Archives for category: Doug Chaffee
Paulette Chaffee Endorsement Form copy

Why not wait two years and run in District 2?

Matthew Leslie

A friend sent me a picture of the endorsement request form Paulette Marshall Chaffee is mailing to supporters of her husband Doug Chaffee. The form is pretty clear about where she intends to run for office, listing  District 5 twice, but she didn’t bother to mention that the Chaffee residence is up the hill in District 2. Perhaps she should add the word “carpetbagging” to the text somewhere so prospective supporters might make a more informed decision about whether or not they want to be associated with such a presumptuous and patronizing pursuit of power.


Marshall 501 Copy

Matthew Leslie

Paulette Marshall Chaffee, wife of current Fullerton Mayor Doug Chaffee, is evidently so desperate to get elected to the Fullerton City Council this year that she has filed papers of intent to run in District 5. As far as I know, Mr. and Mrs. Chaffee reside in District 2. Ms. Marshall Chaffee filed both a Form 501 Candidate Intention Statement and a Form 410 establishing a candidate committee called “Paulette Marshall Chaffee For Fullerton City Council 2018 District 5.” Candidates may not actually file for the office until this summer. According to law, candidates must be registered to vote in the district in which they intend to run for office.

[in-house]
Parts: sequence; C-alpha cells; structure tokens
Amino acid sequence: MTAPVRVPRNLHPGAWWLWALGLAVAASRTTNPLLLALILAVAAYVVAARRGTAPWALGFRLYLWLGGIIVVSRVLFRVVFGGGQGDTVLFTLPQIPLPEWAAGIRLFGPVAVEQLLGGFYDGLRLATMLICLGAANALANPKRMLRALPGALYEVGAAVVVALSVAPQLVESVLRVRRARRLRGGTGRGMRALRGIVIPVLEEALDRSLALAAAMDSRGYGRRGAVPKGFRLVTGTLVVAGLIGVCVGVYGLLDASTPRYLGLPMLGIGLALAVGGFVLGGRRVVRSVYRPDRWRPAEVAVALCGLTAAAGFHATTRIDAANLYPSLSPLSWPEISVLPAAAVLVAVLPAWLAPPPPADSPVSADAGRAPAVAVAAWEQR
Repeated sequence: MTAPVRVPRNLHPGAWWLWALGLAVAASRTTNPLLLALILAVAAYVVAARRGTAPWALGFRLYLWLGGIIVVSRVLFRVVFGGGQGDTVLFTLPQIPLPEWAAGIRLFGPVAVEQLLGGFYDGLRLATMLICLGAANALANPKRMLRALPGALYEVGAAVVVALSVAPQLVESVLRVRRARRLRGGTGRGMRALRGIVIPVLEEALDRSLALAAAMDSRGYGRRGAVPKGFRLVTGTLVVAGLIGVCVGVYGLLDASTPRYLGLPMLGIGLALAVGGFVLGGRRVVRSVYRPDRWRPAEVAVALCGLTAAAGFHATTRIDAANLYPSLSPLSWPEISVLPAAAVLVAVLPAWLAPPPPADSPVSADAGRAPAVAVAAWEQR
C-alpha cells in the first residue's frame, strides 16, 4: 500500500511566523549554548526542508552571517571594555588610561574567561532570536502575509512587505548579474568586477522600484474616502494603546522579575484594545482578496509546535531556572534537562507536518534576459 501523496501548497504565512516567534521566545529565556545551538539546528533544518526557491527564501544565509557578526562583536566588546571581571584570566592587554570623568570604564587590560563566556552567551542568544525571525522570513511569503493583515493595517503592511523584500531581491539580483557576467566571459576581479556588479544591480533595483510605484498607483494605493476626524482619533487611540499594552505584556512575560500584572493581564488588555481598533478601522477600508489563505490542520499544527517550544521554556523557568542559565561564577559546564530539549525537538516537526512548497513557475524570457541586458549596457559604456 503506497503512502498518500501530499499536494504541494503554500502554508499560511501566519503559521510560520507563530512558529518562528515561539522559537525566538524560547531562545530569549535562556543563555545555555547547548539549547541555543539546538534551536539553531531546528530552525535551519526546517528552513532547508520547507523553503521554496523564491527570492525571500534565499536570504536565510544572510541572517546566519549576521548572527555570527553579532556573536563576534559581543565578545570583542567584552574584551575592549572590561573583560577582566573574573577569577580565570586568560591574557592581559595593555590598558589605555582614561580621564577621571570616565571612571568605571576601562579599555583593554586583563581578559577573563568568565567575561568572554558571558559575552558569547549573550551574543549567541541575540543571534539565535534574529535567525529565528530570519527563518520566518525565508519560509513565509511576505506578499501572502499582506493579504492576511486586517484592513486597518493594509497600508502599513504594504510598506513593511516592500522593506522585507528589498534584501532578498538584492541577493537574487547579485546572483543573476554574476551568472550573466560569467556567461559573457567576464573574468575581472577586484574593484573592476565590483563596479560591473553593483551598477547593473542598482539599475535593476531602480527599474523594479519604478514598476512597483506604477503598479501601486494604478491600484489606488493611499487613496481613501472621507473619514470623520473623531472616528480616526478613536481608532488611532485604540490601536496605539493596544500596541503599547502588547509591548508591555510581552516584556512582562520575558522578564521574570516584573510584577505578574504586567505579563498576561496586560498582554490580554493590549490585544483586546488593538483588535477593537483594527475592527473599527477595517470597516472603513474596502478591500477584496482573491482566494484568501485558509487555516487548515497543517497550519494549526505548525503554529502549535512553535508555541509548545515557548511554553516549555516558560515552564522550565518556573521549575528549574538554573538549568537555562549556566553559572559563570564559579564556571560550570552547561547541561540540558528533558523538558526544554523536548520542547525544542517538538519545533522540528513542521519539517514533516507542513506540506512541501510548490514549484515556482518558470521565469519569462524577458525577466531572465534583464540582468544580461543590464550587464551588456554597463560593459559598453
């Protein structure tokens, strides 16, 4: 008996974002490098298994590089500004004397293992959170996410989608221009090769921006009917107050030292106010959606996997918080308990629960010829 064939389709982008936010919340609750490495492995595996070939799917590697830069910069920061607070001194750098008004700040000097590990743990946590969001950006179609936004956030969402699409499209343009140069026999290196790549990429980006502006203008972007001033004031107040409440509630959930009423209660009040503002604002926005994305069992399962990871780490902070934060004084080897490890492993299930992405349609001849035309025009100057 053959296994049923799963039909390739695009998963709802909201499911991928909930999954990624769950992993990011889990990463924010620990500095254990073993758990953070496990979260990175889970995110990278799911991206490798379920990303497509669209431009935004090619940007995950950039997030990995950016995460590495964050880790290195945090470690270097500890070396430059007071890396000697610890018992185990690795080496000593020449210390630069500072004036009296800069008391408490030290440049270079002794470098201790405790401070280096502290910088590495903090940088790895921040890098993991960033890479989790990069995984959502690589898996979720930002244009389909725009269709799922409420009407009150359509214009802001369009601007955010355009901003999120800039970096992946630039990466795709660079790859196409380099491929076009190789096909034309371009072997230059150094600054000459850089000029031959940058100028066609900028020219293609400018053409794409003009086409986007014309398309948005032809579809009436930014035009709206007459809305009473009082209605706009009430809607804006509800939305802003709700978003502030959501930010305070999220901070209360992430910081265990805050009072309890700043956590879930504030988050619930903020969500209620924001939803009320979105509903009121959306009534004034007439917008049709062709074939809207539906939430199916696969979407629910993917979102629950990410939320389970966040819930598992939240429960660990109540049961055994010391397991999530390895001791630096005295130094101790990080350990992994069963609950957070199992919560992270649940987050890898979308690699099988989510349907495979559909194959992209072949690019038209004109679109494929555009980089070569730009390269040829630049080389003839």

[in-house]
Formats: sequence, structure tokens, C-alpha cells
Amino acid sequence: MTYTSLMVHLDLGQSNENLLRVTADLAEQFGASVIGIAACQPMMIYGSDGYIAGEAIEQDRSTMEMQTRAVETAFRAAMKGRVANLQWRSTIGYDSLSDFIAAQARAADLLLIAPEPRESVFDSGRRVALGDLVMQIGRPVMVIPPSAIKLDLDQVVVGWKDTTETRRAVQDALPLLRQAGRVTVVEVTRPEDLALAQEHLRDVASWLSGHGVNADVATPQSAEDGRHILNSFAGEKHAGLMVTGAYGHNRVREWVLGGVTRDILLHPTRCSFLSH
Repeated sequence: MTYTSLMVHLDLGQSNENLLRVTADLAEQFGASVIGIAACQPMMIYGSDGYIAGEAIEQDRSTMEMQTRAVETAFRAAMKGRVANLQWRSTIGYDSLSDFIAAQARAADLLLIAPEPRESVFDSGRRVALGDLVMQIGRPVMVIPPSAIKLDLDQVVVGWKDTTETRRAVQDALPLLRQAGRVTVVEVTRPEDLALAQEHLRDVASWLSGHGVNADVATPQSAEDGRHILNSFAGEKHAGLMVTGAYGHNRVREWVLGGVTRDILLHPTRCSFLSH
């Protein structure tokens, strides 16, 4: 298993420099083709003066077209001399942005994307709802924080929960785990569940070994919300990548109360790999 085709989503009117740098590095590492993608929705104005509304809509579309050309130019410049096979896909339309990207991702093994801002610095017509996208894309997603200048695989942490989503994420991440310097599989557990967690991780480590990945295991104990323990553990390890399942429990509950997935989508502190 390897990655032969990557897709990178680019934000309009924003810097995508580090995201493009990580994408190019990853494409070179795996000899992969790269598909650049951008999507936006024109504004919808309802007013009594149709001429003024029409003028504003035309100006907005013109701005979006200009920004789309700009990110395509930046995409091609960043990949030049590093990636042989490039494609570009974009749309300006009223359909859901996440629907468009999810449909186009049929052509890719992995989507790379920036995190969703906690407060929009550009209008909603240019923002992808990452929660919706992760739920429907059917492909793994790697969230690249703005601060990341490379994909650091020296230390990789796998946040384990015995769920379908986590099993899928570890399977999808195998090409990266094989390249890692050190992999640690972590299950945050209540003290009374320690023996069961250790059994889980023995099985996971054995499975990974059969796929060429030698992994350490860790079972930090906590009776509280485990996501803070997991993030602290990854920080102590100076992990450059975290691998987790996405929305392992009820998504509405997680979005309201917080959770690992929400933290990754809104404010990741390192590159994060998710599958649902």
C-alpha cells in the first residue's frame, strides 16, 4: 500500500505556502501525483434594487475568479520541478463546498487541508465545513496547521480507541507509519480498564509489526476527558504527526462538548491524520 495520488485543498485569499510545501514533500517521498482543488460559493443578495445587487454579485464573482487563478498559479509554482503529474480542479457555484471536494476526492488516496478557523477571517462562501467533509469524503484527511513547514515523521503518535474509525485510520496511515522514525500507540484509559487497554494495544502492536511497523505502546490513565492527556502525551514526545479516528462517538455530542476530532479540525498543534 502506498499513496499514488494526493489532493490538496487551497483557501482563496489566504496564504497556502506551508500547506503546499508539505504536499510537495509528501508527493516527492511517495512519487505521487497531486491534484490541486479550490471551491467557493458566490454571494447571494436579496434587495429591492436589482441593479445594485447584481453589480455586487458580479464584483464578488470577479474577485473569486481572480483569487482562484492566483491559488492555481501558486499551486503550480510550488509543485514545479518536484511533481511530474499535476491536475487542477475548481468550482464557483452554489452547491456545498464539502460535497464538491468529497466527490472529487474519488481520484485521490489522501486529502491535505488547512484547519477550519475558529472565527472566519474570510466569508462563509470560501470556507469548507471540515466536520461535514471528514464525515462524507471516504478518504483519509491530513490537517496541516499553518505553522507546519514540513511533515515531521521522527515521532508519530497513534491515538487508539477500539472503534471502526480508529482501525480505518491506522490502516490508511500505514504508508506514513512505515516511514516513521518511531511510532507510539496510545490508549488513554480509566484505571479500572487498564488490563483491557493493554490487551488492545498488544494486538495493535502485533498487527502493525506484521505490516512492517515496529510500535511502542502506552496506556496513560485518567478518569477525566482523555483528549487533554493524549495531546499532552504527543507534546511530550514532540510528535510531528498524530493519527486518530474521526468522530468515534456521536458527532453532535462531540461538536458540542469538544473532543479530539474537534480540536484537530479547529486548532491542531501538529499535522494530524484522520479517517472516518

Fullerton voters adopted district-based city council elections in 2016, but were given only one map, divided into five districts, to approve. One of the lawsuits that prompted the change specifically cited the difficulty Latino candidates have historically faced in at-large elections. Although severely flawed, the map the council ultimately recommended to the voters did at least include a district with a Latino majority—District 5.